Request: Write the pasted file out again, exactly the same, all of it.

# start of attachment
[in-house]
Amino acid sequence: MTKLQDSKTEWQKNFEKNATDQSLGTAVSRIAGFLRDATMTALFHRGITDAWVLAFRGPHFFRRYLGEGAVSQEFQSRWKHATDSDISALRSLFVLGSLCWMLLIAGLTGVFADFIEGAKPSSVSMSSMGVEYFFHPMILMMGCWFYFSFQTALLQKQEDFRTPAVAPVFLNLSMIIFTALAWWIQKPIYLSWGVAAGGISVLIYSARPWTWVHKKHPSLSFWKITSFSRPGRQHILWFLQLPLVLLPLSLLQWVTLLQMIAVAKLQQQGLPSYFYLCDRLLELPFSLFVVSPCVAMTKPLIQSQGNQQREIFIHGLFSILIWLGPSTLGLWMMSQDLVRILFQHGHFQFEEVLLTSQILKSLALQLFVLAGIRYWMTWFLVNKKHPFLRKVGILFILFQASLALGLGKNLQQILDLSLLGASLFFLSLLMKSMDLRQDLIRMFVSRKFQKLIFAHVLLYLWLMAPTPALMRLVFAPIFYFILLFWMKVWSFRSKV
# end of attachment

[in-house]
Amino acid sequence: MTKLQDSKTEWQKNFEKNATDQSLGTAVSRIAGFLRDATMTALFHRGITDAWVLAFRGPHFFRRYLGEGAVSQEFQSRWKHATDSDISALRSLFVLGSLCWMLLIAGLTGVFADFIEGAKPSSVSMSSMGVEYFFHPMILMMGCWFYFSFQTALLQKQEDFRTPAVAPVFLNLSMIIFTALAWWIQKPIYLSWGVAAGGISVLIYSARPWTWVHKKHPSLSFWKITSFSRPGRQHILWFLQLPLVLLPLSLLQWVTLLQMIAVAKLQQQGLPSYFYLCDRLLELPFSLFVVSPCVAMTKPLIQSQGNQQREIFIHGLFSILIWLGPSTLGLWMMSQDLVRILFQHGHFQFEEVLLTSQILKSLALQLFVLAGIRYWMTWFLVNKKHPFLRKVGILFILFQASLALGLGKNLQQILDLSLLGASLFFLSLLMKSMDLRQDLIRMFVSRKFQKLIFAHVLLYLWLMAPTPALMRLVFAPIFYFILLFWMKVWSFRSKV